Most personal injury cases never actually make it to a courtroom. Usually, both parties arrive at a negotiated settlement that avoids the need for a court trial. If you choose to settle, you as the plaintiff are agreeing to give up any right to pursue future legal action regarding the matter. In exchange, the defendant or the defendant's insurance company will most likely be paying you an agreed-upon amount of money. In some rare instances, rather than paying money, the defendant in the case will agree to stop carrying out a certain action or activity. Alternatively, the defendant might agree to perform some action as a part of the settlement.
If you're pursuing a personal injury claim and are thinking about settling, you should discuss with your lawyer what you can expect from a settlement.
The Strength of Your Case
Ask the following questions when talking with your lawyer:
What are the usual verdicts and settlement amounts in cases similar to yours?
How good a chance do you have of winning should the case go to trial?
Are there any specific difficulties involved in taking the case to trial?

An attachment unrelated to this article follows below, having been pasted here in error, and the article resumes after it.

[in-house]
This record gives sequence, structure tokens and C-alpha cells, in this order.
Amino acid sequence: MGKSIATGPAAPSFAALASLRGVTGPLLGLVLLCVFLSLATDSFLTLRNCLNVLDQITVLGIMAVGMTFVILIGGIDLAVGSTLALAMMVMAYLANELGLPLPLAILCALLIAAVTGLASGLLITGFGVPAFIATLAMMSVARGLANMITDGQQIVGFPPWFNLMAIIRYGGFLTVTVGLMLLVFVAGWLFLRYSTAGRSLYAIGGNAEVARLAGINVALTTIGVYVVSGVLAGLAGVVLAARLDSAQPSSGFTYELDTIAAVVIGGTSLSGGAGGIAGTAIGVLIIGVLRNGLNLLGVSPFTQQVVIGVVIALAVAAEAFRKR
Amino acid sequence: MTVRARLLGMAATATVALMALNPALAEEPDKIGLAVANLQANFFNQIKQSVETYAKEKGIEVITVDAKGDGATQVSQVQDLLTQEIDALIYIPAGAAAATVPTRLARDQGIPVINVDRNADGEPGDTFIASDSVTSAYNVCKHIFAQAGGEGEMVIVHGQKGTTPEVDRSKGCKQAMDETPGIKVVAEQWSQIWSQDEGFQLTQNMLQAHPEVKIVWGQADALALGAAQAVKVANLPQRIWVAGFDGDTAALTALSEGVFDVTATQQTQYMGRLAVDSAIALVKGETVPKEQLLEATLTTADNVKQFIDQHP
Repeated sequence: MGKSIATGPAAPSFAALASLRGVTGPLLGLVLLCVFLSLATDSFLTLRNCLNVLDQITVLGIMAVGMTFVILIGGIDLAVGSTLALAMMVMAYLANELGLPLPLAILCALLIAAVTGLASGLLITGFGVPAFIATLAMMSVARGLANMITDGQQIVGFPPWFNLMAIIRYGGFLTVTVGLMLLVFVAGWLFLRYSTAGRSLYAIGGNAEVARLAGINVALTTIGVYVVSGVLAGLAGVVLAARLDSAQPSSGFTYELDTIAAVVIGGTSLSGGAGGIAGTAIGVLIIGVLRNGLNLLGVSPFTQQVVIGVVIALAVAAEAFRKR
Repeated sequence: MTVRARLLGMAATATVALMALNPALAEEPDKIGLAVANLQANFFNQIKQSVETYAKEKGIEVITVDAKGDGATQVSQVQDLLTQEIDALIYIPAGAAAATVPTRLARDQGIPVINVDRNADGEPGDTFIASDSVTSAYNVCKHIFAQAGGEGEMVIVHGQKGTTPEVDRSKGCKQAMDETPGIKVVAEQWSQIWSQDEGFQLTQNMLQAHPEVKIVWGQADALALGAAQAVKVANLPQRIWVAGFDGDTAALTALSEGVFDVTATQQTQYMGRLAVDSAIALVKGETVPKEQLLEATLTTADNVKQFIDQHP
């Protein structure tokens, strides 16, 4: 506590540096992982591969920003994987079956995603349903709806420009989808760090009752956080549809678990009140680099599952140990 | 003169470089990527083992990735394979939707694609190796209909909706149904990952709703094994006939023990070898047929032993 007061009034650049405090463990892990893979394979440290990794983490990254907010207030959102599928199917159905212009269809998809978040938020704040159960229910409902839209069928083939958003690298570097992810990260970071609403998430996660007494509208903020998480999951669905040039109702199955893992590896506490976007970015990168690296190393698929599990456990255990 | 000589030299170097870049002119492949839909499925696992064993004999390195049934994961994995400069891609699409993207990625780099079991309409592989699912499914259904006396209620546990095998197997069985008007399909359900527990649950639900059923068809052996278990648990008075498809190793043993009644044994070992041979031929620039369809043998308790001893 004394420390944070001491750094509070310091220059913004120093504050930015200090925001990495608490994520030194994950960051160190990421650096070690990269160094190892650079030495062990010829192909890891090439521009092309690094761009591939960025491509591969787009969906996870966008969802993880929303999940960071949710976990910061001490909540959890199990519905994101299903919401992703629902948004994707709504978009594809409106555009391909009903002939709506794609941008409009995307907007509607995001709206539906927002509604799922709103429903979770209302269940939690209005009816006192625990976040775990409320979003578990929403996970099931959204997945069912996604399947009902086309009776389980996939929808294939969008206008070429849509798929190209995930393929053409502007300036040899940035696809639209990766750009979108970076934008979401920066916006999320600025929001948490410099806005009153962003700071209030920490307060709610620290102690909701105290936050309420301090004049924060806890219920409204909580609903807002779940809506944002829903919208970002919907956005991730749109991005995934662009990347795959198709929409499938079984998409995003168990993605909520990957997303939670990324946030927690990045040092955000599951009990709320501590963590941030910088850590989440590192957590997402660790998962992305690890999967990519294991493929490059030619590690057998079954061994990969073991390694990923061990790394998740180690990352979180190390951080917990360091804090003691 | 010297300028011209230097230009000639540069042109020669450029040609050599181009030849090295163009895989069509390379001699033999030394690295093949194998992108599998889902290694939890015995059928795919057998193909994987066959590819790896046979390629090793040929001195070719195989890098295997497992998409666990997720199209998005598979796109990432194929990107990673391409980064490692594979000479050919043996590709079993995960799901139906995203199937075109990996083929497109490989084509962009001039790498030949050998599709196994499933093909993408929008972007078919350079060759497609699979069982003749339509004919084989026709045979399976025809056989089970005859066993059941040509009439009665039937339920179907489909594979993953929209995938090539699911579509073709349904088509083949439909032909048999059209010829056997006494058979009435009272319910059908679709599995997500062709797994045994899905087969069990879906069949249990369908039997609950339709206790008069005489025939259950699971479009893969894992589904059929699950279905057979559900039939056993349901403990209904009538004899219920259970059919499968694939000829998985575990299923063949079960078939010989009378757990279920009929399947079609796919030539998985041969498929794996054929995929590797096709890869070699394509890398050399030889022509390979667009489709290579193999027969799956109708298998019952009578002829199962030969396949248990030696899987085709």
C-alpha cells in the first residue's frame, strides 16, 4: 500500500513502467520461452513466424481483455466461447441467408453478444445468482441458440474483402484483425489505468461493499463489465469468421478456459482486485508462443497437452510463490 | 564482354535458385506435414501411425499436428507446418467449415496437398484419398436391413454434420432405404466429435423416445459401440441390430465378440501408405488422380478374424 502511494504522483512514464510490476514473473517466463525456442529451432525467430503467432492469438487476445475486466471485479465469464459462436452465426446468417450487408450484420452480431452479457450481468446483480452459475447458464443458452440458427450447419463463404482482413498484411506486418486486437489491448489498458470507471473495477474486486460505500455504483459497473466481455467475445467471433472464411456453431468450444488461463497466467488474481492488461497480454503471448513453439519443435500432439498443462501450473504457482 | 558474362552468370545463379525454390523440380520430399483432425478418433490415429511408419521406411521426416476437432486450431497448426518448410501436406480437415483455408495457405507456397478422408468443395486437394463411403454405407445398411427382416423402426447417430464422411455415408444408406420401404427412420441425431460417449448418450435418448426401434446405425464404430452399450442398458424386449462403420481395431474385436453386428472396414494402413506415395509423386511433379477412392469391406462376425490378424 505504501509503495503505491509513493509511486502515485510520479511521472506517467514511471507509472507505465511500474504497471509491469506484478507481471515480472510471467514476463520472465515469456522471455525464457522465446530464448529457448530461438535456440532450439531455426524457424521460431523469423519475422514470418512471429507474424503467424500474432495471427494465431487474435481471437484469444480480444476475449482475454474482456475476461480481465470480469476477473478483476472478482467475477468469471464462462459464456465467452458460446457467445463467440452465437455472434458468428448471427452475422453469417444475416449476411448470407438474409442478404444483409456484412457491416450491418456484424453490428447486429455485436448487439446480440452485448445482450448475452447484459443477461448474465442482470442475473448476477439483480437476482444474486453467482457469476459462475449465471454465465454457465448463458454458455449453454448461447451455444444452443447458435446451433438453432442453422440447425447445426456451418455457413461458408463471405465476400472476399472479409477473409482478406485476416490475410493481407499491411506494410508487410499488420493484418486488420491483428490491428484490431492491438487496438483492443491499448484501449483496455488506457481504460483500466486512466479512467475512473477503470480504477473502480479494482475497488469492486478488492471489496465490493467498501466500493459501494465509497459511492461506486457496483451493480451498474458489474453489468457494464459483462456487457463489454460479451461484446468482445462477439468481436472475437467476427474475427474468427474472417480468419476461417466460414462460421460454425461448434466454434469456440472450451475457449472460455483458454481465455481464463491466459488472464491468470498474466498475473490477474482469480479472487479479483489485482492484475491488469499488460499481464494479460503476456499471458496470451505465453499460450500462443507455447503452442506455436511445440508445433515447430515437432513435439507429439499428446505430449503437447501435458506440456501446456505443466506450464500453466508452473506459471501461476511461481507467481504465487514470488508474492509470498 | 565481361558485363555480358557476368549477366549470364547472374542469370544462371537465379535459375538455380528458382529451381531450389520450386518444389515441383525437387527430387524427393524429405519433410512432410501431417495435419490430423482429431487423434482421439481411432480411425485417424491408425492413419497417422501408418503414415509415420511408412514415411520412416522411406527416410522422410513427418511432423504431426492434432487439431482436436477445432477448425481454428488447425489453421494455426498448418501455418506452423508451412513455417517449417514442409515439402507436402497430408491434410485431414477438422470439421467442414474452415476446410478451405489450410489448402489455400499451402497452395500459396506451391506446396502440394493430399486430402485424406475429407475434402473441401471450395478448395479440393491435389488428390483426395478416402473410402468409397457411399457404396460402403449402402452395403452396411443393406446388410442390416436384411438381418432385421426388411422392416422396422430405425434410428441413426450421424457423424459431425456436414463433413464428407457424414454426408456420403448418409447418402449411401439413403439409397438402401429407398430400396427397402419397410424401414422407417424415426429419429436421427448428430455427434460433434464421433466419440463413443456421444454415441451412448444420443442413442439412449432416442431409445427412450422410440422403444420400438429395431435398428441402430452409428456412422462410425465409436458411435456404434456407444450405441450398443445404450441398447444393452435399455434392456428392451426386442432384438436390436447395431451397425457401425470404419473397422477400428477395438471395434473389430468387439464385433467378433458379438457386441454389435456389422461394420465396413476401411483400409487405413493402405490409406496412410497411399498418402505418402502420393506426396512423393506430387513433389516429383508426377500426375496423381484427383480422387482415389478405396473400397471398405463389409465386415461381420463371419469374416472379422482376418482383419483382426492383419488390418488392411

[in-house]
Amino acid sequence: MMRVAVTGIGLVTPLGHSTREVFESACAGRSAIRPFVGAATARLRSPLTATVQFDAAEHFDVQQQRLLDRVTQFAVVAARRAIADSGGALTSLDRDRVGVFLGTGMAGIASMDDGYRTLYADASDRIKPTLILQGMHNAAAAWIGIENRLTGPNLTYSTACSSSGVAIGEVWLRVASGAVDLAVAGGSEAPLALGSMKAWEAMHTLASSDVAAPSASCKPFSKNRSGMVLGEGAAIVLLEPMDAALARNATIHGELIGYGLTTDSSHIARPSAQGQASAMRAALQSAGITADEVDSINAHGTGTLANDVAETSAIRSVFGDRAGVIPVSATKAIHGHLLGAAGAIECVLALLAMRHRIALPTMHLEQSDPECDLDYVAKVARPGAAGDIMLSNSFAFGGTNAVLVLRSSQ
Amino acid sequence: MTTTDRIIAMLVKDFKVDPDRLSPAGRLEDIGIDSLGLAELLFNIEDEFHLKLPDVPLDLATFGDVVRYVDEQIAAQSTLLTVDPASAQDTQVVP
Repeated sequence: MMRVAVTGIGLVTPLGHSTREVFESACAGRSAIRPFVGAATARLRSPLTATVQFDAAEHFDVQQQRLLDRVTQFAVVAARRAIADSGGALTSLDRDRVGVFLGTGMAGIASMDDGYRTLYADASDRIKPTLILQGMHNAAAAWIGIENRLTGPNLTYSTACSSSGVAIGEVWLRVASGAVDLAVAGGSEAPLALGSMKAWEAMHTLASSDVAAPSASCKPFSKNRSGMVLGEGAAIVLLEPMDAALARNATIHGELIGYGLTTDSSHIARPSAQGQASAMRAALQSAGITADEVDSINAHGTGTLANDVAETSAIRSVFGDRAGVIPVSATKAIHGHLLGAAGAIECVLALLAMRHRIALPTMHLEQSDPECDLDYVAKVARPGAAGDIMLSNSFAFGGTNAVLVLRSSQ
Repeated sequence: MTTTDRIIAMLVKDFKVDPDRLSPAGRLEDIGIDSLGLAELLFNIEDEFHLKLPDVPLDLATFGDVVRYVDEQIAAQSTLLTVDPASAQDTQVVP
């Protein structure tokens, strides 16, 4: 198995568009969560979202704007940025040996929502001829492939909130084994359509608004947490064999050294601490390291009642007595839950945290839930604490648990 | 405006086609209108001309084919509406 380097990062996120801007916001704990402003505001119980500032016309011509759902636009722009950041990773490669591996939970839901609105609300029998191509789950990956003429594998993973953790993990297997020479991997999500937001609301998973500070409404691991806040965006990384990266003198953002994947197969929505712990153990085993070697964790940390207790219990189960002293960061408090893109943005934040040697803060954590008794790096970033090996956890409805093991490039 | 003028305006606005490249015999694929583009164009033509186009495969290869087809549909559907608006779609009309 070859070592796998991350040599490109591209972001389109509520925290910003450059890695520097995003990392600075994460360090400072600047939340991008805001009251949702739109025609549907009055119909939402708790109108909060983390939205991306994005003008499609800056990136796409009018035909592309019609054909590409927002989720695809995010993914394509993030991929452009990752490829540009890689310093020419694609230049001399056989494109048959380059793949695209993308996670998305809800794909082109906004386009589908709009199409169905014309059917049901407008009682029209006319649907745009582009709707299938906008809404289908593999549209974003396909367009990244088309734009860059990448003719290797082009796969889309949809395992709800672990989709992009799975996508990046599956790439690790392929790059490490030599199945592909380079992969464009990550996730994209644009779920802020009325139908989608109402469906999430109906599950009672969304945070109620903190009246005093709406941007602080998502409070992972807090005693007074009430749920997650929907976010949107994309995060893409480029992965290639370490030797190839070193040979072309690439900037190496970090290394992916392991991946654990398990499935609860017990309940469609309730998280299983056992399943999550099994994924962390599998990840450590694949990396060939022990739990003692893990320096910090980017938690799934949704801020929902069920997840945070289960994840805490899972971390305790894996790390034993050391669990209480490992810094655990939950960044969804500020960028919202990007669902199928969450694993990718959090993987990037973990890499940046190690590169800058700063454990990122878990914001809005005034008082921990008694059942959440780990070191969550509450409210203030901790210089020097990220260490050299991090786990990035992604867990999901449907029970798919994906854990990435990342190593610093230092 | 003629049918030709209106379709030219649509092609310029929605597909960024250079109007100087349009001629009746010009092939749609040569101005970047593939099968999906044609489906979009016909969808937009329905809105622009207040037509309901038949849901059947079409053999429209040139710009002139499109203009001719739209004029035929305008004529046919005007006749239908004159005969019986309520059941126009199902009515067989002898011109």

What are the strengths and weaknesses of any evidence you might have versus the strengths and weaknesses of the other parties evidence?
What are the defendant's monetary assets and resources, as well as the limits on the defendant's insurance policy?
Weighing Costs and Benefits
Find out what percentage of the settlement amount would be applied to your lawyer's fees and any expenses. In a personal injury case, the lawyer is usually paid on a contingency basis. This means that you will not have to pay the lawyer's fee unless you win a settlement or win the case at trial. You may still have to pay for certain other expenses, such as court fees, expert witness fees and so on. Also find out how your state and federal taxes will be affected by either a lump sum settlement or regular settlement payments.
When considering all this, ask yourself how much you're willing to give up in order to arrive at a settlement. For a settlement to happen, you usually have to give up something (even if it's just the right to pursue the matter). Also, are you willing to accept a non-financial remedy?
Who Has More to Lose?
Another point to consider is that the defendant might be very reluctant to let the case go to trial, since a jury award could conceivably be much higher than what they might have to pay in a settlement. This will give your lawyer a bit of leverage during negotiations.
Also, ask yourself whether you are better prepared than the defendant should there be close scrutiny of the trial by the media. It could be that a great deal of information will be revealed that either you or the other party would like to keep private. If this matters to the defendant more than you, it might make the defendant more likely to settle.
To learn more, contact a company like Otorowski Johnston Morrow & Golden P.L.L.C. with any questions you have.